Inuke DSP 3000 $280* (Increased Performance Model)

    UK/Europe buyers
    See Amazon and also Thomann
    Here

    UK Stockist / Bass Shaker Center
    Here

    International Buyers
    See Amazon and also Parts Express
    Here

    ----------------------------------------------


    FINALLY THE FUN PART :)
    Which May Be Best? What Would You Choose?

    Option A
    4 Unit Installation / Full Simvibe Surround CM

    4x BK Mini LFE (Needing 2 Amps)
    2x Inuke DSP 1000 Amp
    $760 @ £650

    Option B
    2 Unit Installation Seat/Pedals EM

    2x BK Advance (Needing 1 Amp*)
    1x Inuke DSP 3000 Amp (Increased Performance Model)
    $680 @ £570

    Option C
    2 Unit Installation Seat/Pedals EM

    2 BK-LFE (Needing 1 Amp*)
    1x Inuke DSP 3000 Amp (Increased Performance Model)
    $760 @ £650


    Overview:
    Okay, with above we are basically comparing two dual mono EM options (B/C) compared to a full 4 way CM option using the most popular Mini LFE model. Important to factor that the CM configuration includes the benefit of being able to use all of Simvibes effects including the stereo independent wheel suspension effects.

    Options (B/C) will use, the bigger model units with the idea of one in each the pedal/seat regions. The main differences here are in the specifications of the different Buttkicker models and amplifiers with increased wattage to power them.

    This could be perceived at comparing two different mindsets, more quantity Vs more quality in the tactile being installed. 

    How do all these factors relate to Simvibe operation and performance eh?



    Questions:
    Please consider 3 identical cockpits with the above Option A / Option B / Option C being installed, one on each cockpit:

    What do you as the community think will produce the best tactile experience and what would be the main differences in performance between each? Do you, with these examples and information given on the products think the performance in operation would be really be minor?

    Note the cost of each installation isn't a massive difference. Nor is the price of these options a great deal more expensive than 4x Buttkicker Gamer 2 packages.


    Question 1 / Is more always better?
    How much should stereo activity/perception in the "Suspension based effects" be valued and the benefits of 4 CM units over only 2 units installed?

    Question 2 / Which way to best use only 2 units?
    Single units in both seat & pedals for two body regions or stereo installation with 2 units L/R in seat only?

    Question 3 / How different are the abilities and performances in these models?
    How do each perform regards various frequencies and the potential for different effects best represnetation?

    ------------------------------------------------------------------------------------------------------------------------------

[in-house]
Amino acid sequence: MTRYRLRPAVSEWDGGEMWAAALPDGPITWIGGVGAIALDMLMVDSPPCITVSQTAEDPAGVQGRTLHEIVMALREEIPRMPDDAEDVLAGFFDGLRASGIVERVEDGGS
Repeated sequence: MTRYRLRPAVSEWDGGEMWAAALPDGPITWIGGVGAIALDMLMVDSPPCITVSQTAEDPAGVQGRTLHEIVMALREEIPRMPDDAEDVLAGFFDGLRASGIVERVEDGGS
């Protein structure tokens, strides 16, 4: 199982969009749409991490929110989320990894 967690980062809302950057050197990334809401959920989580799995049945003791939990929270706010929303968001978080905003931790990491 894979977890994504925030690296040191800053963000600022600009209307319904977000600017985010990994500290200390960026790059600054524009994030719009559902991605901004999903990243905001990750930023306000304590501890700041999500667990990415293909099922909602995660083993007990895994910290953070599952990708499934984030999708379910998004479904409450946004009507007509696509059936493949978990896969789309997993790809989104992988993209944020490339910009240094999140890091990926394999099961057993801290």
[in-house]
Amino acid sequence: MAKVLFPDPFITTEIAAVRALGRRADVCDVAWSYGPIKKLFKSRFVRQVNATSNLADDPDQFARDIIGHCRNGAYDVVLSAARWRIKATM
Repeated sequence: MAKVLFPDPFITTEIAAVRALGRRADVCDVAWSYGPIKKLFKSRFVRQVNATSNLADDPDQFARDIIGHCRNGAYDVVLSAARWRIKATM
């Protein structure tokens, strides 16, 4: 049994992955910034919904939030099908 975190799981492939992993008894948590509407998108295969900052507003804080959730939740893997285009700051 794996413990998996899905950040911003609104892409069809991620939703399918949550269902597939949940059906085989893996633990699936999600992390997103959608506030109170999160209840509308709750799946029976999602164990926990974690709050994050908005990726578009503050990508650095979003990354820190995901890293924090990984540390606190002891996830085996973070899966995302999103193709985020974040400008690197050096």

Thoughts and questions welcomed and please feel free to share your own views on CM/EM installations, err if you want...

    Within the thread, I will share my own views on the above 3 configurations. We do not all have to agree neither, yet can respect each others own personal experiences or preferences may vary.

    The purpose of this thread is to try and give others seeking to learn about such having a single place for good feedback from already users/owners of EM or CM installations with Simvibe.

    Lets see what response this brings?
     
    Last edited: Aug 10, 2017
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  3. asteroulis

    asteroulis

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    Now that's a nice thread. No results yet, food for thought though. I have for sure been convinced that I am not going to use the chassis or extensions mode as such, but as individual channels for different effects to utilise my variety of tactile units.

    Yet, I am sure that it's time to gather your wealth of information on a tidy nice site of yours. Threads are scattered all over the Internet, with questions, answers, irrelevant questions, etc.
     
  4. Mr Latte

    Mr Latte
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    Hi, yeah other threads in various places, images should become redundant. I have stepped back from other forums as well. All my main tactile conversations/input from now on will be placed here on RD forums.

    I look forward to getting people's views on the 3 options above but it is also a good way to determine the differences in potential performances each option may produce. More in-depth look at the various effects can be done with each option too.

    To get stereo effects requires CM to be used, regardless of the model of unit being installed. Additionally, still currently I believe some effects are only available via the CM mode. This is one of the factors people have to consider or determine how they go about their own installation. Yet really there isn't much (up to date or relevant) information gathered in one place on this available hence part of the reason of this thread.